Two years ago, if you threw the word “Android” around in conversation, the eyes of the people you are talking to would probably glaze over and you would be met with an empty, “Huh?” Sure, a few tech heads knew what the term meant, but the mass populace probably had no clue what it meant at the time; most people probably still don't, but I digress.
Although it wasn't the first in many categories, the HTC EVO 4G on Sprint's WiMAX network was the phone that put Android on the map and helped propel it to the top. It was the first Android phone with a 4.3-inch display and 4G connectivity, and it sported the fastest mobile processor of its time. On top of that, it had some of the best build quality to date and came at a respectable price of $199.99 with a two-year agreement.
Giving the iPhone a run for its money, the EVO 4G was a huge jump from all of the Android phones before it (if you don't count the Nexus One) and it rocked the tech world. It makes me wonder if there will ever be another Android phone that has quite the impact that the EVO once had.
Ever since HTC's monstrous EVO hit, all Android manufacturers have been in a relentless arms race for the biggest, baddest smartphone around. Thus came Android's Law in which we have seen some of the most impressive jumps in technology to date. Processors, cameras, display technology and radio technology have all experienced vast improvement over the past year.
In the midst of all of this improvement and advancing technology, we have been met with some truly impressive superphones like the HTC Sensation 4G, T-Mobile G2x, Samsung Galaxy S II and more. Despite all of the spec-boosting, manufacturers have yet to recreate the hype and excitement that surrounded the launch of the EVO. But why exactly is this?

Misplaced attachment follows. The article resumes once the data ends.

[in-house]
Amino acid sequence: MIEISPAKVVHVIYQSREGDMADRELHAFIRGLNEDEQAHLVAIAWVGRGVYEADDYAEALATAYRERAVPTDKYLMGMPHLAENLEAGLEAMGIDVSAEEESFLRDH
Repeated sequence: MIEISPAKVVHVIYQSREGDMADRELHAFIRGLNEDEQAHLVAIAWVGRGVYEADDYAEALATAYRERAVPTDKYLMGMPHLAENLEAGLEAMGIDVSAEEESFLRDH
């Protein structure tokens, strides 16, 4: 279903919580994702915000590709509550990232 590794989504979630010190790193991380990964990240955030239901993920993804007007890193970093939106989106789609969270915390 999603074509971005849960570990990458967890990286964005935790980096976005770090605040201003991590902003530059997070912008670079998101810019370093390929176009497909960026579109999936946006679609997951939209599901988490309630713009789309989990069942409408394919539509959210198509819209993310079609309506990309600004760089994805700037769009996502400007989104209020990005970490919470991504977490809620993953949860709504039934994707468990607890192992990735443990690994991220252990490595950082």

Much like I said in my article about why I have kept my ThunderBolt for so long, manufacturers are releasing phones at a breakneck pace. Instead of taking more time between phones, each device is simply one step up from the one before it, a tiny increment. Comparing it to the phones before it, the EVO was a leap – three or four steps, not the half steps we're dealing with now.
Just last week a rumor of the Nexus 4G spread around the web, toting claims of a 720p HD display, next-gen 5-megapixel camera, up to a 1.5GHz dual-core processor and 1080p video recording. To say the least, this phone will be a beast. Although it will easily have the most impressive specifications to date, in comparison to devices like the Galaxy S II and Sensation, it isn't that big of an improvement.
Unfortunately, this is a trend that is here to stay. As long as phones are releasing on a weekly basis and this perpetual advancement is going on, another Android device with as much impact on the market as the original EVO is highly unlikely. That said, something out of the ordinary – a high-end multi-screen device, an eye-implant phone or an all glass, see-through phone – that catches us off guard could spark a frenzy.